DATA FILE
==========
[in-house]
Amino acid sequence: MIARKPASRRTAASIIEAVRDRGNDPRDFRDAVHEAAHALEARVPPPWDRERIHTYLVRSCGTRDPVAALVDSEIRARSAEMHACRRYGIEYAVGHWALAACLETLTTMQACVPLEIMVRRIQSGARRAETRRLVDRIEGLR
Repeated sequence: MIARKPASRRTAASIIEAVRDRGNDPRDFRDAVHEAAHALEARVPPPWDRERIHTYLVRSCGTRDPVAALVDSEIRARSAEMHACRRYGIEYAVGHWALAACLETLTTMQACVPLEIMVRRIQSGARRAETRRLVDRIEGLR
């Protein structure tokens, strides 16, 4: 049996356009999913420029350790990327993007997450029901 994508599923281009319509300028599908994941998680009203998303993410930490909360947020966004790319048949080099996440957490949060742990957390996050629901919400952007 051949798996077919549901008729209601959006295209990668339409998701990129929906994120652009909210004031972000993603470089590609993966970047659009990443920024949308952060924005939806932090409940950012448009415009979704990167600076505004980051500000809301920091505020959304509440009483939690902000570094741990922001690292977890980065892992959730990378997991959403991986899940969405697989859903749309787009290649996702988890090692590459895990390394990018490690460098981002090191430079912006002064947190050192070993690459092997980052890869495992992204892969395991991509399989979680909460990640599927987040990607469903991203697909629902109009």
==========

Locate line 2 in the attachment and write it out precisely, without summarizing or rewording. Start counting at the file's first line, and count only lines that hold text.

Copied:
Amino acid sequence: MIARKPASRRTAASIIEAVRDRGNDPRDFRDAVHEAAHALEARVPPPWDRERIHTYLVRSCGTRDPVAALVDSEIRARSAEMHACRRYGIEYAVGHWALAACLETLTTMQACVPLEIMVRRIQSGARRAETRRLVDRIEGLR